Maximum Claim Value

The airline isn't going to pay you more, for delayed luggage, than it would for lost luggage.  See our related article about airline luggage liability limits and a technique to possibly double your payout.

What the Airline is Obliged to Do For You

The Department of Transportation has taken an increasing interest in airline policies and practices in the case of how the airlines reimburse passengers with missing bags.

On October 9, 2009, they issued a guidance letter to the airlines asking them to review their policies related to the reimbursement of passengers’ expenses related to lost, damaged, or delayed baggage.

The airlines were warned to not set arbitrary limits on reimbursements, such as the denial of related expenses for baggage that is 'expected' to reach the passenger within 24 hours, or limiting compensation only to passengers on outbound flights (ie, if you're flying home, you have rights for compensation too).   The DOT’s baggage liability rule contains no such limitations and even states that an airline 'shall not limit its liability for provable direct or consequential damages'.  According to the DoT, an airline should remain willing to cover all reasonable, actual, and verifiable expenses related to baggage loss, damage, or delay up to US$3,300 per passenger.

The airlines were given 90 days from the date of the notice to amend their contracts of carriage and related policies to more correctly comply with the regulations.

This was then followed up in October 2011 with their notice that is excerpted from above.

Lastly, if you feel you've been unfairly denied reimbursement by an airline, you should file a complaint with the DoT at :

Office of Aviation Enforcement and Proceedings (C-70)
United States Department of Transportation
1200 New Jersey Ave SE
Washington, DC 20590

They also have a webpage with a form you can fill out online.

You should also file a Small Claim in your local Small Claims Court to recover the unpaid sums.

Important Interpretational Issues

To qualify for reimbursement, the amounts you claim have to meet certain requirements :

  • They have to be provable, and direct or consequential - so it has to be an identifiable extra cost that you only had to incur because of the baggage loss/delay, not something you were going to spend money on anyway, and not something that has nothing to do with the lost/delayed items.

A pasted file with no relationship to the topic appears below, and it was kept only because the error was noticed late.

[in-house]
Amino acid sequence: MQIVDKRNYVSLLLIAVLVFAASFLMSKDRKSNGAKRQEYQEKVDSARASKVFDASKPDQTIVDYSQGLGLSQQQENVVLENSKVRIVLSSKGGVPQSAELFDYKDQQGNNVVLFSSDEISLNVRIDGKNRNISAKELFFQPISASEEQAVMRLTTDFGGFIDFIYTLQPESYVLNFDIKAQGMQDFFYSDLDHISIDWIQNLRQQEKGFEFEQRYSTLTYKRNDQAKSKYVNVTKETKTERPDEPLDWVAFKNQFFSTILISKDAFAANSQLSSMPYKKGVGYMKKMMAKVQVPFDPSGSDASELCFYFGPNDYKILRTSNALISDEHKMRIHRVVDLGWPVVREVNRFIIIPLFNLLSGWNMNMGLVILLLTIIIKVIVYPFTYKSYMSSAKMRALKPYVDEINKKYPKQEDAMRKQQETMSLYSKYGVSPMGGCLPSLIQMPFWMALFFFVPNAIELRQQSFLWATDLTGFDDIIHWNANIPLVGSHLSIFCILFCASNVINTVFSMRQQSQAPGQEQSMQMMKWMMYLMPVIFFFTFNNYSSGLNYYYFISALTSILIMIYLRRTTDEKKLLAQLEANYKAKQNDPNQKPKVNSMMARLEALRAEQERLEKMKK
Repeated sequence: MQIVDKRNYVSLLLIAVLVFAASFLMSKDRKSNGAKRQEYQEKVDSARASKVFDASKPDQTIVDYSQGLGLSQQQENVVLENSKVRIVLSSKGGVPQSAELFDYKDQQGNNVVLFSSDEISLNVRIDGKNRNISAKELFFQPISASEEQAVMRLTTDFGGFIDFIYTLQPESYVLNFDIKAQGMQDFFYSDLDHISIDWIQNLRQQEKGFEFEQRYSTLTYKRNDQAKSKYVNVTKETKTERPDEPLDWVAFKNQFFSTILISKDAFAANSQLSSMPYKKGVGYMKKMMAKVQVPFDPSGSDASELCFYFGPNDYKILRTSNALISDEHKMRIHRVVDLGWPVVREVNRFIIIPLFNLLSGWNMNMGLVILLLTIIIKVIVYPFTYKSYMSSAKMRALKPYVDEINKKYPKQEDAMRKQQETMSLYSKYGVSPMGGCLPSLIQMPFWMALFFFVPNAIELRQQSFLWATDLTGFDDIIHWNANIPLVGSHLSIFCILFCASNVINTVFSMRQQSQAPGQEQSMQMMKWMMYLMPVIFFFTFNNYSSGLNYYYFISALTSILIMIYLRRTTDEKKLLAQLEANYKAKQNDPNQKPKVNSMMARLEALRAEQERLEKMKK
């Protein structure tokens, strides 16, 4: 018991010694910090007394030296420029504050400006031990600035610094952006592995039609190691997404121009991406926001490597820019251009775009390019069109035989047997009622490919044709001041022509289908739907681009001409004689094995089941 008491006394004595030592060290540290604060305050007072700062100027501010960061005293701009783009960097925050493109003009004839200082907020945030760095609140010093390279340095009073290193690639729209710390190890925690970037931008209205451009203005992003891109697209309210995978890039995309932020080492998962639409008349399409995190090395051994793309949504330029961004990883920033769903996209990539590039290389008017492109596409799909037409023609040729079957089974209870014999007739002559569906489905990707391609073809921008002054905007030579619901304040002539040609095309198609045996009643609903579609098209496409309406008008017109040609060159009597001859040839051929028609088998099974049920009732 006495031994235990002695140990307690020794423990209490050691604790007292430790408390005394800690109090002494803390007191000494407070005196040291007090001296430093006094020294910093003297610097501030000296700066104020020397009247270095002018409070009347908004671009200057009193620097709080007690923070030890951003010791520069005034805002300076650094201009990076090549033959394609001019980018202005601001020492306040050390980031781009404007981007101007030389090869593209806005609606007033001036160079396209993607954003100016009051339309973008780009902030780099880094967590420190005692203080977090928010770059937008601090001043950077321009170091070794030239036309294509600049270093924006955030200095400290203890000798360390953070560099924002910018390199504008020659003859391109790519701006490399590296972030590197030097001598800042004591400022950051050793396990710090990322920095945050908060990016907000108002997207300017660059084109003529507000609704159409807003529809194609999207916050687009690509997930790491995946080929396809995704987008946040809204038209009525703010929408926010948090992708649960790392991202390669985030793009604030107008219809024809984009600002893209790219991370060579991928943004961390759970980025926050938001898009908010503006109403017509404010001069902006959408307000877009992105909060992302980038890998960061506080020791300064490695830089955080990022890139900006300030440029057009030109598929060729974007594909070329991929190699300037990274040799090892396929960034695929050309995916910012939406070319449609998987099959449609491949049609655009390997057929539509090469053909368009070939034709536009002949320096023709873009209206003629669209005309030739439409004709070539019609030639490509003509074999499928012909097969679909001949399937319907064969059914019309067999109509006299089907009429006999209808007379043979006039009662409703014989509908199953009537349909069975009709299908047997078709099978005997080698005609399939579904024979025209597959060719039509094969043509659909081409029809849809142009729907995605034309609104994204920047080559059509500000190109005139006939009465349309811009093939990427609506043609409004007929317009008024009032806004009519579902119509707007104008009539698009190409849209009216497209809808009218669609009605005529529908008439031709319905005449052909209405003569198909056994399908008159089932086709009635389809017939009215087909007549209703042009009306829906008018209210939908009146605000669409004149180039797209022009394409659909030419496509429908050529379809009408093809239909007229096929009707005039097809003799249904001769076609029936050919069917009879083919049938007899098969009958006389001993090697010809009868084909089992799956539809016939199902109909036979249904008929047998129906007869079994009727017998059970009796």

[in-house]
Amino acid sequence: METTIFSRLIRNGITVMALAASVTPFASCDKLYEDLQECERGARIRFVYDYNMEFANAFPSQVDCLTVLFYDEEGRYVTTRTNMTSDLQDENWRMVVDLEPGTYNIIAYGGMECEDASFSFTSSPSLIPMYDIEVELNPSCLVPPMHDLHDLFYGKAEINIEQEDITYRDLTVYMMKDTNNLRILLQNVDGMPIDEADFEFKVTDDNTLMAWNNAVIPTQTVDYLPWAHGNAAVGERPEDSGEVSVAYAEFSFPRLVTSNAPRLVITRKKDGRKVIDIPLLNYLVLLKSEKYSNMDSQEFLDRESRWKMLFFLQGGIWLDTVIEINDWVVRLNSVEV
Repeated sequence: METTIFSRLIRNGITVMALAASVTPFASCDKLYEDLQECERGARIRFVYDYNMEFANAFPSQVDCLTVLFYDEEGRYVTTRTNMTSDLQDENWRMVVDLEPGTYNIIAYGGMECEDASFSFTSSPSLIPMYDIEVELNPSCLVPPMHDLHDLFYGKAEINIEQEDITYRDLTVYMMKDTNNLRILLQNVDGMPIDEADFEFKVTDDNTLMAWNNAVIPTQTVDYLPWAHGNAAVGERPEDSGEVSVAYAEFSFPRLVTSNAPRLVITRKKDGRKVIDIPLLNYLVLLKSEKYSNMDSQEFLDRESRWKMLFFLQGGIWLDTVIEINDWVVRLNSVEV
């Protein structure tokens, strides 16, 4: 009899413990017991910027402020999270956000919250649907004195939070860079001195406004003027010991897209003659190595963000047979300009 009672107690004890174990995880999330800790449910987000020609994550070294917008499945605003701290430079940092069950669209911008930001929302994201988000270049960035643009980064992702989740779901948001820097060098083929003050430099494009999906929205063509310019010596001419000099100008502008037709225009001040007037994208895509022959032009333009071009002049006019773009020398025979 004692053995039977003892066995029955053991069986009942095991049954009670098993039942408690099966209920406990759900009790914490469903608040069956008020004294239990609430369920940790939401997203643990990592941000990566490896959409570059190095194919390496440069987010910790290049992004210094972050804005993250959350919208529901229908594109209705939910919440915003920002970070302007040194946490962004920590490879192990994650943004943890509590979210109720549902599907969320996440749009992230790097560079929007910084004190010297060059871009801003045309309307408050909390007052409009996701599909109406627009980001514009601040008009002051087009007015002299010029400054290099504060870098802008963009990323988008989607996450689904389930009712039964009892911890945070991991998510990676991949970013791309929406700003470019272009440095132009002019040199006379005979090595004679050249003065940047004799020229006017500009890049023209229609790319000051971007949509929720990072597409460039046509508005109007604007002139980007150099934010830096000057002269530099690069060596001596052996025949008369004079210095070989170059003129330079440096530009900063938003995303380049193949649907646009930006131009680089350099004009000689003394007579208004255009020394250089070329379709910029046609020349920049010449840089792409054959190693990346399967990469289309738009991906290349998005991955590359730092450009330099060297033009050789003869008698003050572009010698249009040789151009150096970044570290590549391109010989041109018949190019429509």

• They have to be reasonable and actual and verifiable - you can't go out and buy five new changes of expensive formal clothing if your bag was delayed just an hour ago and you were simply going to a beach destination for a weekend break.  That is not reasonable.  But, in the same example, you could buy a change of clothing for the next day, and you'd be expected to buy suitable casual sort of attire similar to what you have in your bags.

  • You can only claim for money you actually spent.  You can't borrow something from a friend and then seek some cash reimbursement for that.

  • Your expenses have to be verifiable.  Keep receipts and take pictures of the items you buy.

Read more in Part 2

In Part 2 we explain the airlines' liability for lost luggage, and the various catches and exceptions where they might end up not paying you, at all, for the most valuable things in your luggage.

We also warn you how to avoid paying 100 times the fair cost of extra luggage insurance, and give suggestions for how to minimize the chances of having your luggage go missing in the first place.

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Originally published 28 Jan 2005, last update 30 May 2021

You may freely reproduce or distribute this article for noncommercial purposes as long as you give credit to me as original writer.

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Your Rights if your luggage is lost